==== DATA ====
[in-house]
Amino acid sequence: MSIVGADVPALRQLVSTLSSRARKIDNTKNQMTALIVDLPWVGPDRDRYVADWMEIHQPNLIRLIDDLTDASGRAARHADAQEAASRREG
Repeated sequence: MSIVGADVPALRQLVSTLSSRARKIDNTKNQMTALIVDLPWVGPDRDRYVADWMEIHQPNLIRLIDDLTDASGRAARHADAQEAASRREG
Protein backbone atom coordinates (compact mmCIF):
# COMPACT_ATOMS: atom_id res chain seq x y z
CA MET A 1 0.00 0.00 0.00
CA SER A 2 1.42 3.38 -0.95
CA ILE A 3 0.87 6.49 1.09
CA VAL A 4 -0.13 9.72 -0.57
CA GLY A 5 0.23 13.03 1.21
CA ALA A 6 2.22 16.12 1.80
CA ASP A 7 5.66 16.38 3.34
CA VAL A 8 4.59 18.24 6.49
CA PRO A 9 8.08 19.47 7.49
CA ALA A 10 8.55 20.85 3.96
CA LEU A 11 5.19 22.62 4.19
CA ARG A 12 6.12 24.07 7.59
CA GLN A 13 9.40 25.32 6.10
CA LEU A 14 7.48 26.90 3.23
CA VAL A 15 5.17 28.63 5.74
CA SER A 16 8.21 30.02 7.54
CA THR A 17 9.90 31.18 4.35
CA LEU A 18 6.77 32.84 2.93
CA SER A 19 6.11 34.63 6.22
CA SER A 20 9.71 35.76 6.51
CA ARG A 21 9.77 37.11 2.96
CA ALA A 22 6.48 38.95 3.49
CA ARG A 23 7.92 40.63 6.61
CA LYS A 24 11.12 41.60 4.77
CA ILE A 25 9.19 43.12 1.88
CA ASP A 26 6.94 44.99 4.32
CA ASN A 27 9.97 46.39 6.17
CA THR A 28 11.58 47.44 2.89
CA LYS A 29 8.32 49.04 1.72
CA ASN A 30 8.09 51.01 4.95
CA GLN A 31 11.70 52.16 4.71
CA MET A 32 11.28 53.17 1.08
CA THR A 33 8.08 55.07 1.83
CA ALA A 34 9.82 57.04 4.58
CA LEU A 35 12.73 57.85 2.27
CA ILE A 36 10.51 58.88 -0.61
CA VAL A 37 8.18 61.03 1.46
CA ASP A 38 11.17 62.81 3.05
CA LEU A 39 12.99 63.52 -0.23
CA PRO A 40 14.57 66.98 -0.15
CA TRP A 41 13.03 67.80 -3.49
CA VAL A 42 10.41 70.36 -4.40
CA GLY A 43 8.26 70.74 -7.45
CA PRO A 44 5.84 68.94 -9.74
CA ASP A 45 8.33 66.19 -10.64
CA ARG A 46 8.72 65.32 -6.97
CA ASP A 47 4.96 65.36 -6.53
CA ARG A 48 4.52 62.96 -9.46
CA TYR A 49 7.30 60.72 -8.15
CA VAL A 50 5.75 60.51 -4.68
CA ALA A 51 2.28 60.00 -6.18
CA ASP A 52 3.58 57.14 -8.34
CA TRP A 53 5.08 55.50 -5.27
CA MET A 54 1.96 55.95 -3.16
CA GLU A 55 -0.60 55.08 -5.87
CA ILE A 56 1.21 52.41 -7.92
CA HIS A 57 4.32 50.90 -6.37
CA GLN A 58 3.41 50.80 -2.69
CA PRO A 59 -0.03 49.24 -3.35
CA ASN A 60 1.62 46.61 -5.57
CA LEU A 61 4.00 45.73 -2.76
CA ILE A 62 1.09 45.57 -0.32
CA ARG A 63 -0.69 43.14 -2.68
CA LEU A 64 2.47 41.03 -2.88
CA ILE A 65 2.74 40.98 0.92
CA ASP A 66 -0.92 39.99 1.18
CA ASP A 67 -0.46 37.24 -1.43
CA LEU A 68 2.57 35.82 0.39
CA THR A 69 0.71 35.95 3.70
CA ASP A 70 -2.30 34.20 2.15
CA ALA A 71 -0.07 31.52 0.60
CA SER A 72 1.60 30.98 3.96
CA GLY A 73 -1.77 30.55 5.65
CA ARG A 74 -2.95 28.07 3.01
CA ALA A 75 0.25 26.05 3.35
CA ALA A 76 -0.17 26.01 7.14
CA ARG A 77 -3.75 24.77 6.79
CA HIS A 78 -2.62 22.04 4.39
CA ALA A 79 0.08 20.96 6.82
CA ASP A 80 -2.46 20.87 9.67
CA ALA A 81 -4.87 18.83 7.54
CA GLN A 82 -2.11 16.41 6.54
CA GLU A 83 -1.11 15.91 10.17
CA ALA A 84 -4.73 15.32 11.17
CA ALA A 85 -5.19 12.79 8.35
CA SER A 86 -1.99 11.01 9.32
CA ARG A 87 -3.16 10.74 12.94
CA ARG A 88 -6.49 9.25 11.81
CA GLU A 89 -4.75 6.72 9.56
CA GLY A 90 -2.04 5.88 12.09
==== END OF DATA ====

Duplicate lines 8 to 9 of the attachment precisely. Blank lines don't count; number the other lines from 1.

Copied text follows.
CA ILE A 3 0.87 6.49 1.09
CA VAL A 4 -0.13 9.72 -0.57